A poisoned atmosphere can wreak havoc, writes KATHERINE MACKLEM
THE TOXIC WORKPLACE
WHEN STEVE JONES WAS JUST TWO YEARS from retirement, he quit his job as vice-president of human resources at one of Canada’s largest banks, walking away not only from a high salary but also from a fat pension. He’d spent his entire career in banking, and had no idea what to do next. A change of management two years earlier had replaced a peoplefriendly way of doing business with one more cutthroat and focused on the bottom linean approach diametrically opposed to what Jones believed in. The new leaders systematically dismantled programs he’d put in place. The level of pressure he experienced at work went through the roof. Not only was he sleeping badly, he’d developed diabetes, which he says may have been triggered by high stress. He’d tried, unsuccessfully, to get laid off. ‘T was a 53-year-old, overweight white guy,” says Jones, who asked that his real name not be
used, “and I figured, if worst comes to worst, I can always deliver pizza.”
You know things are bad when delivering pizza beats hanging in for another 24 months. Besides, Jones had a high-paying job—he was making $180,000 a year as a corporate exec with a swish office in a downtown high-rise. But realizing “there wasn’t much value in a pension if I was dead,” he knew he couldn’t stay. “I felt absolutely out of step,” he says. “There’d be conversations in meetings that made me feel I was in a foreign country where I didn’t understand the rules or the principles.”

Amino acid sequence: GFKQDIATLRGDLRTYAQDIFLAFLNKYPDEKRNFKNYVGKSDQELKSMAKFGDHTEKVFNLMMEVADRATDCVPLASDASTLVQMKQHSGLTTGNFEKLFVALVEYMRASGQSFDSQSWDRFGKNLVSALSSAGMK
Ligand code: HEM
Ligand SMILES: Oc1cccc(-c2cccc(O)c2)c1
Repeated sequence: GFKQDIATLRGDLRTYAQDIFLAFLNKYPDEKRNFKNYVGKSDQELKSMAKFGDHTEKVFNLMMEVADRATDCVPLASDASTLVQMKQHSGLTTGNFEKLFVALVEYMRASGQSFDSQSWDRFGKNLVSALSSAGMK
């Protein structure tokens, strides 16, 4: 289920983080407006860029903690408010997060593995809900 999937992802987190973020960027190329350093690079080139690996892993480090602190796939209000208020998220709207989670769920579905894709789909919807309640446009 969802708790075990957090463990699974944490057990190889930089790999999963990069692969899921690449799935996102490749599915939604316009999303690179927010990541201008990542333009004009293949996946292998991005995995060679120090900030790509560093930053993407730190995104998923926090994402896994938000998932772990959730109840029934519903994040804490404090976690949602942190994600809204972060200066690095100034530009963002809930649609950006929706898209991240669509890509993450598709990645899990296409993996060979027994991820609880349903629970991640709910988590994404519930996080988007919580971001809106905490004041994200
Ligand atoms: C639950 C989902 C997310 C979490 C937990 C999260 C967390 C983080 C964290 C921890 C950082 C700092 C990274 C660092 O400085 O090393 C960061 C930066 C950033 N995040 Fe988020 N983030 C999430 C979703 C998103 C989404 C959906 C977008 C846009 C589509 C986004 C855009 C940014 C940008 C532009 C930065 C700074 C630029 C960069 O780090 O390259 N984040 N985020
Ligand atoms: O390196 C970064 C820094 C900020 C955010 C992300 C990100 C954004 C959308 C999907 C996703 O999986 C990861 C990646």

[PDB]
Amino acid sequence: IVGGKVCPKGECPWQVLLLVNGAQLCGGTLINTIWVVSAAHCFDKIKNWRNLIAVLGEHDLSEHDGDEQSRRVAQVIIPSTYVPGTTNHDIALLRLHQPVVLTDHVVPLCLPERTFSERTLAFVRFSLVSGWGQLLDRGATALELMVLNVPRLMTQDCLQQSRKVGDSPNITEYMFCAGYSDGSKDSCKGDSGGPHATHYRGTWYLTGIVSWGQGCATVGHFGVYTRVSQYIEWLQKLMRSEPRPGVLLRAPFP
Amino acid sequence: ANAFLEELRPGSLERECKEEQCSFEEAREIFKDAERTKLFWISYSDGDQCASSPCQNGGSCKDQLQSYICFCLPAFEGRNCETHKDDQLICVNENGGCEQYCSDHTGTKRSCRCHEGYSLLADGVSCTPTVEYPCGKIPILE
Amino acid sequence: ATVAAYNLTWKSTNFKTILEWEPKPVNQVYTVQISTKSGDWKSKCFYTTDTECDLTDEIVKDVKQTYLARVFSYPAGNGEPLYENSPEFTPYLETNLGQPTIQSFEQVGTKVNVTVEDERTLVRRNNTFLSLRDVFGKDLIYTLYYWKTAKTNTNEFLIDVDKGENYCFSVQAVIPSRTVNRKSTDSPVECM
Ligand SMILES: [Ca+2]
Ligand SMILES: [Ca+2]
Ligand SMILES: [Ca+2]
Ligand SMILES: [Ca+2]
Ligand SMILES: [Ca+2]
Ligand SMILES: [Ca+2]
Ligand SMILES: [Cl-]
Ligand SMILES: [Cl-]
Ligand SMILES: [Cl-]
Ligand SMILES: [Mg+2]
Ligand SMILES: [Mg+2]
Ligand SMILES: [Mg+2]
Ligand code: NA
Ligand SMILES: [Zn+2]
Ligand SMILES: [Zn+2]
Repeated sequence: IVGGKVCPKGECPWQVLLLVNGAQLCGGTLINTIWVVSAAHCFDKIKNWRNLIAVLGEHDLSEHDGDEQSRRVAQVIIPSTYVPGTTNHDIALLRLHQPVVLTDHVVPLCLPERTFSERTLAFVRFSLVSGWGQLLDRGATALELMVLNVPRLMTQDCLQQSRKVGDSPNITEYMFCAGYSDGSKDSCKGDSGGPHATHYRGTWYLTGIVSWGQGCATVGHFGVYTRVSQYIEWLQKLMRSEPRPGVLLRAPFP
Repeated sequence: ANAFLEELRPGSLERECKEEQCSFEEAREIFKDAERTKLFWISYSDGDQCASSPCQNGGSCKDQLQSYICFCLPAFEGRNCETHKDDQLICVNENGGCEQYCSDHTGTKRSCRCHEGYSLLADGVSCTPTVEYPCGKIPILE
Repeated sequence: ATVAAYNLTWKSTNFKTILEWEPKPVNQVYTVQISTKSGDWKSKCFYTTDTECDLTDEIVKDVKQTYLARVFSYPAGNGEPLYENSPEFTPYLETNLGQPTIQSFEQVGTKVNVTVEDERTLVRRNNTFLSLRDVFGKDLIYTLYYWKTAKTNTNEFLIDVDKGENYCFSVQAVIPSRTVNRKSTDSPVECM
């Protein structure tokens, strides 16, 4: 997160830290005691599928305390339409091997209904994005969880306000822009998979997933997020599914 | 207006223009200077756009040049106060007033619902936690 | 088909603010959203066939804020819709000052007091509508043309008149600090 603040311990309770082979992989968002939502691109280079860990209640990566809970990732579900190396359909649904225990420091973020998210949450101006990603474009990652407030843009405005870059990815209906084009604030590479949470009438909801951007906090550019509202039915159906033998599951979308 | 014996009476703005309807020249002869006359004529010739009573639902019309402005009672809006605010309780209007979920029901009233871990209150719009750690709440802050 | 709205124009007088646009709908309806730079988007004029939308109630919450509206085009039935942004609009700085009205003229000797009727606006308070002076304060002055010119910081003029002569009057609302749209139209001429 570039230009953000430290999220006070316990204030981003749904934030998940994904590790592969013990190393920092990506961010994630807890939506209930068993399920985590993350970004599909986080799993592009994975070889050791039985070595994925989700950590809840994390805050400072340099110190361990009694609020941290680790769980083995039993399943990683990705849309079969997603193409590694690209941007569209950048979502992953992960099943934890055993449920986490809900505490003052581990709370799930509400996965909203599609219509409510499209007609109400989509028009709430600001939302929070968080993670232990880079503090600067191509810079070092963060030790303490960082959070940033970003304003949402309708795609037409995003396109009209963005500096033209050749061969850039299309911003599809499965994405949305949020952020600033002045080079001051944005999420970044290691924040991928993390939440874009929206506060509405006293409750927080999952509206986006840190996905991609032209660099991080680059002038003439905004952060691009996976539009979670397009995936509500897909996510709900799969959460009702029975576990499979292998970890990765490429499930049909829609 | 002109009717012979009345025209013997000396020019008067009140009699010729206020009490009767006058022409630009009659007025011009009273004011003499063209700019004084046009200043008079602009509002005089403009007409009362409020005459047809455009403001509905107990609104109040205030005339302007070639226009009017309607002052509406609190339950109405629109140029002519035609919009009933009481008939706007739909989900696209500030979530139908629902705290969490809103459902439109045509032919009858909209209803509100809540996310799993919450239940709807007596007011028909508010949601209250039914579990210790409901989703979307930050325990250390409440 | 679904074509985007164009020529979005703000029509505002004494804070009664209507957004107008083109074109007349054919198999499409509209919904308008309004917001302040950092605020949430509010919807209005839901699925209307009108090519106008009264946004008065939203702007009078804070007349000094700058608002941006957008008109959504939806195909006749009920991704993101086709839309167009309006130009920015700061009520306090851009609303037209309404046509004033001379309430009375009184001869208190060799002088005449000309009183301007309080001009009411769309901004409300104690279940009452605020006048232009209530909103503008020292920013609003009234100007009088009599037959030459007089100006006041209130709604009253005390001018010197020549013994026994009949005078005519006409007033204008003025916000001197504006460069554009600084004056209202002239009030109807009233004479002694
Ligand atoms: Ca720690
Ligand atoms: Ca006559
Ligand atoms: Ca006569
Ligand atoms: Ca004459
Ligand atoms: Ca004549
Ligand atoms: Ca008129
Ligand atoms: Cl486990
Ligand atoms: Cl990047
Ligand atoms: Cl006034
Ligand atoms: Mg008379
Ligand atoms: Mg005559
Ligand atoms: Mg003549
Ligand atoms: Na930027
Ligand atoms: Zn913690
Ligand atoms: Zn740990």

In The Corporation, the hit 2003 documentary film, businesses are portrayed as psychopaths that can wreak havoc in the communities where they operate. Human resource experts are finding the same kind of havoc can be wreaked inside a company as well, and can have disastrous effects on the people working there. It’s a phenomenon that’s become increasingly prevalent, they say, so much so there’s now a new moniker to describe the situation: the toxic work environment. In Jones’s case, there was nothing wrong with him; rather, his workplace was so poisonous, he was unable to function. And in today’s business world, where there’s an unprecedented focus on next quarter’s earnings, the toxic company is becoming increasingly commonplace. “This is an unchecked phenomenon,” says Sussannah Kelly, who is building an executive search business after two decades in corporate human resources. As part of the global search firm Boyden International, Kelly and her business partner Michael Mclnerney have
THE SYMPTOMS OF A POLLUTED COMPANY